The 61 years old Nigeria business tycoon, largely regarded as Africa’s most prominent industrialist, presently Africa richest man, with an estimated worth of $17billion, according to the Bloomberg Billionaires Index.
Aliko Dangote was born into an affluent family of traders from northern Nigeria, he incorporated his own business selling cement at 21, later moved into manufacturing of the building material in the 1990s, and subsequently went into the production of groceries, with the fundamental believe that his nation could meet all her nation demand for staples.
There is nearly no household in the nation that doesn’t use one or more of his products daily ranging from salts, sugar, vegetable oil, spices, noodles to mention a few.
However the billionaire wealth is largely attributed to steam from his cement plants which are the biggest in the region and expansion plans on the way, would most likely see it be among the biggest in the world.
Ask most Nigerians about Aliko Dangote and it might most probably bring a smile to their face, ask he is a very prominent figure among mainstream entertainers for his friendliness and has even been said a couple of times to step in and settle feuds between feuding celebrities.
However Dangote has no plans to stop anytime soon, with construction going on in the 6,700 acres of former swampland by the Atlantic Ocean of the southern Nigerian coast, contractors are putting the finishing touches on a fertilizer plant valued at $5 billion. Next to it, construction of a vast oil refinery—a $12 billion project—is underway.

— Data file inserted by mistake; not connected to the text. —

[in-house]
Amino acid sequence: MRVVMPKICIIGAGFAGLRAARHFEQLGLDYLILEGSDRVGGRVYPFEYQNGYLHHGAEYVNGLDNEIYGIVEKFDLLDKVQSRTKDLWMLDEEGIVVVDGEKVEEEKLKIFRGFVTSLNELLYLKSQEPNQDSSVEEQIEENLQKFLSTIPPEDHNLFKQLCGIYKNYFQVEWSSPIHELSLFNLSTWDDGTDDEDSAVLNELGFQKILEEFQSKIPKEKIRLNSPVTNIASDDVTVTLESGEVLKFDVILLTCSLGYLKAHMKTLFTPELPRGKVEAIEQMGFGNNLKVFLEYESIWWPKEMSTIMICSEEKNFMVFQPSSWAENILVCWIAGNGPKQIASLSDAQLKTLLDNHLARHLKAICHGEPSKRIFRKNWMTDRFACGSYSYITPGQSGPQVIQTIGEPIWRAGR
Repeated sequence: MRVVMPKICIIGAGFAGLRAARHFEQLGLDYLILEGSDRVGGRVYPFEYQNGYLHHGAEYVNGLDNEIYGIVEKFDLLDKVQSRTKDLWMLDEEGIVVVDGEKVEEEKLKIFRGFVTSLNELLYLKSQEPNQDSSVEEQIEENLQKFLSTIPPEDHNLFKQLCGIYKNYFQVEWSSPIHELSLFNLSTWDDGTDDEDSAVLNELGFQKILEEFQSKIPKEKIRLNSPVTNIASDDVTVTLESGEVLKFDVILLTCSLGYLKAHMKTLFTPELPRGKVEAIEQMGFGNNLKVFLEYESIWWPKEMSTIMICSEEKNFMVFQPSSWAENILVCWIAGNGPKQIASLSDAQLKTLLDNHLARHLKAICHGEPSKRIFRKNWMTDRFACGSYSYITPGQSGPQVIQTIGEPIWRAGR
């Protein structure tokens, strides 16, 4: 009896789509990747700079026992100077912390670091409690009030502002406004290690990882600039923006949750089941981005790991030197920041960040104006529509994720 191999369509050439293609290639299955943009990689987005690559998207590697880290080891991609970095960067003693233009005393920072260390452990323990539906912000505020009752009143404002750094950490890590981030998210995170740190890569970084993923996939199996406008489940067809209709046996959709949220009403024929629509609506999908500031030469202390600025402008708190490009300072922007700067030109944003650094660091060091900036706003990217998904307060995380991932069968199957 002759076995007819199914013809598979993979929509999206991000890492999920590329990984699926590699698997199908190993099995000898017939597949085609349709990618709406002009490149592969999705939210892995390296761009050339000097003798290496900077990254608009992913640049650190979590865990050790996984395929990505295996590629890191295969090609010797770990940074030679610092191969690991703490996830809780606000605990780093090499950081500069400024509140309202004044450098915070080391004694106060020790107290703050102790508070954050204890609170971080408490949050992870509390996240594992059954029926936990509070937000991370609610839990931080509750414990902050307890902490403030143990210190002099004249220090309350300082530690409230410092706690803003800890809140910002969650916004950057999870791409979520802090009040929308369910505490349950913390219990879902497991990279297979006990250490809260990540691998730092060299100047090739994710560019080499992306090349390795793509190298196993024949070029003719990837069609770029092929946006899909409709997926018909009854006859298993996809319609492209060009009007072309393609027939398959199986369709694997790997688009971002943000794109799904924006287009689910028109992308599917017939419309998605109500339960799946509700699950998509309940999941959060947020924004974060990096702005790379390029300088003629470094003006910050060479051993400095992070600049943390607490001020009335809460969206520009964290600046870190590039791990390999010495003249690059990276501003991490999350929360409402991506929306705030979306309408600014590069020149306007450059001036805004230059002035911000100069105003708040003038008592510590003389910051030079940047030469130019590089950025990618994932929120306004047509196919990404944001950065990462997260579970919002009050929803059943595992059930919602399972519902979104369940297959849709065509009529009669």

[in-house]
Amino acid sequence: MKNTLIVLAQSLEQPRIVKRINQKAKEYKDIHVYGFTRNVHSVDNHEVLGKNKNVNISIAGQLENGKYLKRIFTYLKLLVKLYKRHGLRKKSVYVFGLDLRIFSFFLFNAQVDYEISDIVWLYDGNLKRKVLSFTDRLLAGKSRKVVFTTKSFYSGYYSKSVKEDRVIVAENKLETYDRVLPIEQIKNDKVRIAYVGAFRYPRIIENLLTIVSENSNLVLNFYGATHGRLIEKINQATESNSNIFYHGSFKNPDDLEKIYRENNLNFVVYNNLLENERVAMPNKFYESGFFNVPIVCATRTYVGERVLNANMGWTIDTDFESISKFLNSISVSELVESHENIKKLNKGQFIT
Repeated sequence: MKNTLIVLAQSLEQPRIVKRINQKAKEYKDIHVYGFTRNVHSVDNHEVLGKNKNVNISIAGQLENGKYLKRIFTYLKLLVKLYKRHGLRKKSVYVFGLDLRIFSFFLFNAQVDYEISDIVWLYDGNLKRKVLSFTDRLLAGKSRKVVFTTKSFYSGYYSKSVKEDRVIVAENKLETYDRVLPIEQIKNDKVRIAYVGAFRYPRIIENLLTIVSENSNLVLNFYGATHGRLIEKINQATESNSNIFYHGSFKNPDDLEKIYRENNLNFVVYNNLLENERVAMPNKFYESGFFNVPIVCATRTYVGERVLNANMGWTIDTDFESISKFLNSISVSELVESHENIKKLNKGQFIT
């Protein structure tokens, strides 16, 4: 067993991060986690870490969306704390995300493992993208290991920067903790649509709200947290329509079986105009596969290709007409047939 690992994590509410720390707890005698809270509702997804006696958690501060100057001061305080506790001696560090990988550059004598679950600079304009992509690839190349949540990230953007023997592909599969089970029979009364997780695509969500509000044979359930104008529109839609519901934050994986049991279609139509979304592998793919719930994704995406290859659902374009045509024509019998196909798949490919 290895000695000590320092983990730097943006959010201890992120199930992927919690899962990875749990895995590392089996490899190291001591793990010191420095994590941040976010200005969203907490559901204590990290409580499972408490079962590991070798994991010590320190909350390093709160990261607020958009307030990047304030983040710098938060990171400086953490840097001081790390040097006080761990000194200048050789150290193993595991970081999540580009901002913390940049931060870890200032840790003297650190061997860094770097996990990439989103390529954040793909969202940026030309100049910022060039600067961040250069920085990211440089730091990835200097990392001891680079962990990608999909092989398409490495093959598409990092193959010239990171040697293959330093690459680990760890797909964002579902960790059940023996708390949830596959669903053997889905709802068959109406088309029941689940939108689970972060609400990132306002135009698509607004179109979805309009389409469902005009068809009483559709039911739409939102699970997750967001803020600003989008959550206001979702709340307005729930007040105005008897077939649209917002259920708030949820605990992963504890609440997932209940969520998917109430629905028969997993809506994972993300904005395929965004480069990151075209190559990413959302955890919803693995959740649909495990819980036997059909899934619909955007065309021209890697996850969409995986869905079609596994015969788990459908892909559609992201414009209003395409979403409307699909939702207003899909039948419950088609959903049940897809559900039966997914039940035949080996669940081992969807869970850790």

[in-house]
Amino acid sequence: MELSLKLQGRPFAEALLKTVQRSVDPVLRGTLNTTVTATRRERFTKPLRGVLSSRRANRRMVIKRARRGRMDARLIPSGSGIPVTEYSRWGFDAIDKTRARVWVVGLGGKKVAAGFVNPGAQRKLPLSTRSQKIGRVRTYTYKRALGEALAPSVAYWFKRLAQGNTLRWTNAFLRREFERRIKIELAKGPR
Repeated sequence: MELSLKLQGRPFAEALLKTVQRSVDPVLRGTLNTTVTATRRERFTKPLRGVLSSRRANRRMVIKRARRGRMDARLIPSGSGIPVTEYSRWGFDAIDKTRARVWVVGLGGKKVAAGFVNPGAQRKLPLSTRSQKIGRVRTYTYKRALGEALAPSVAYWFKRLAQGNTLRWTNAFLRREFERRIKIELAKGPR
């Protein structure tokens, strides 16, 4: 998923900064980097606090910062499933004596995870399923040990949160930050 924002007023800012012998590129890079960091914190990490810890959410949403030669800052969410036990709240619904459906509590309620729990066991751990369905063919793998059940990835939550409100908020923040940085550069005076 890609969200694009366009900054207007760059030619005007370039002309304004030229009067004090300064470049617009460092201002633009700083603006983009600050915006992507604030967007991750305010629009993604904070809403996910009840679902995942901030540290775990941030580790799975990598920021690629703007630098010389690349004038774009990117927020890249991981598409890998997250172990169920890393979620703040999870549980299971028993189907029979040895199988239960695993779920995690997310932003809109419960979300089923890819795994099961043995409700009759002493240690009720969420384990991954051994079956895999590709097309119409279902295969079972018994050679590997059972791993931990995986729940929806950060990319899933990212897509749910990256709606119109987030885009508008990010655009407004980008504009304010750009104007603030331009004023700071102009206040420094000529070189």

Hoping all goes according to plan, the project would vault in between $4 billion to about $30 billion in annual revenue, estimated to be about 8 percent of the nation’s $376 billion economies.
However, industry experts such as London-based CITAC argue that those hopes would not be manifesting anytime soon, citing logistical and financial challenges. But Dangote team believe that against all odds the refinery which is the layer of both projects is on track to be completed by 2020, and would most probably release its first batch of refined crude oil same year.
Blackstone Group LP has after five years of pledging to invest $5 billion in infrastructure alongside Dangote, the smart money is in the process of exiting an African subsidiary called Black Rhino Group because of a dearth of suitable opportunities, a person familiar with the matter has said. KKR & Co. disbanded its Africa deal team in 2017.
Nigeria which has been majorly a nation that survives on importation, has seen a spin as a major exporter to its regions mostly thanks to the Dangote groups, with it cement factory been one of the major dealers in the region and the fertilizer plant, which Dangote says will come online in a few months, will be capable of producing up to 2.8 million metric tons of urea a year.